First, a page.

My teaching with technology comment this time was stimulated by a conversation I had with another instructor who knew I teach online classes. His daughter was going to take a class at Palomar and he asked my opinion about online versus on-campus classes. After listing the pros and cons of taking an online class, I concluded by saying “If someone can take a class online or on-campus, I almost always recommend that he/she take an on-campus class.” The reason is that the social dynamic in an on-campus class cannot easily be replicated in an online class.
Shortly after having that conversation I read an article published in the Journal of Information Systems about using Twitter in higher education. We’ve all heard or read about people using Twitter to comment about immediate, ongoing events such as during natural disasters and political events but is there a place for Twitter in education? After all, the 140 character limit that Twitter imposes encourages short, ungrammatically constructed posts and discourages deeper, reflective discussions. Or so I thought.
After reading some articles about how professors are using Twitter in higher education though, I am starting to change my mind. I’ll mention two articles that influenced me to reconsider my bias against using Twitter in higher education.
Dunlap and Lowenthal in Tweeting the Night Away: Using Twitter to Enhance Social Presence, argue that Twitter can be a valuable tool to increase “social presence” in an online class and point out the positive correlations that exist between (a) social presence and student engagement in the class and (b) with student satisfaction in the class. The authors cite 10 constructive ways they have used Twitter in their online class. One example: A student, puzzled by something she read in the textbook or with a class assignment, tweets (posts) her question to the class from her mobile phone. within 10 minutes she receives two clarifying responses. The ability to tweet and receive tweets from anywhere is very powerful.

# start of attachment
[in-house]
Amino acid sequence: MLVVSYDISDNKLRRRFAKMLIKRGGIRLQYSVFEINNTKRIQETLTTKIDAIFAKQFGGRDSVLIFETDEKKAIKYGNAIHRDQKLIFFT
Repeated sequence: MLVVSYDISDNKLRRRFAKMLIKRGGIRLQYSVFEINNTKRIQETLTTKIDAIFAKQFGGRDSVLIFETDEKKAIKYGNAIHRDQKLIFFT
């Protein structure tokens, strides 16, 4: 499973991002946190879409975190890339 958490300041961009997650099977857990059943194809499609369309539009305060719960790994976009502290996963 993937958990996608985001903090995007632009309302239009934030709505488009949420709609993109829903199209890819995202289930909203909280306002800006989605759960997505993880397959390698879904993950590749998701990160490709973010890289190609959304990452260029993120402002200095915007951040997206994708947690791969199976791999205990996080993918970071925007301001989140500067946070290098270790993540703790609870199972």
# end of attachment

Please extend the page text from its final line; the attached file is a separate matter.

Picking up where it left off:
Dave Parry, blogging at AcademHack, was initially very skeptical about using Twitter in education, and now argues for its educational value. Parry uses Twitter with his on-campus class and provides a number of examples of how he believes Twitter has enhanced the students’ experience of the class. One of the first observations Parry made was that communications among students increased – both inside and outside the classroom as a result of Twitter. Parry found that Twitter enabled students to develop “more productive classroom conversations” and become more engaged with each other, both inside and outside of the classroom.
Bottom line for me: While not yet ready to drink the Twitter cool-aid, I now see how others have used it to promote their educational goals and I am ready to experiment with it myself. What are your views: To tweet or not to tweet?
Many professors make an effort to get to know their students – at least as many of them as they can. Educational research supports this effort as many studies have found that developing a personal connection with the course instructor is more influential to student success than a class with great content but a remote or unapproachable instructor. And when students rave about a wonderful class they took, they are almost always talking about the instructor more than the content.
While many techniques exist to help on-campus instructors get to know their students, it is a little more difficult with online students. One of the Blackboard tools I have found to be helpful is the student homepage. Student homepages allow students to introduce themselves, comment on their academic pursuits, hobbies, and so on. They can upload a photo and personalize the page by adding favorite web sites. Other students can visit the student homepages and discover common interests they share with their classmates, develop friendships, form study groups, or even agree to carpool to on-campus classes. I ask students – in both my online and on-campus classes – to develop their student homepages as it allows me to review them and even print them for a class record. It is an easy way for me to find out things about my students that I probably wouldn’t discover otherwise.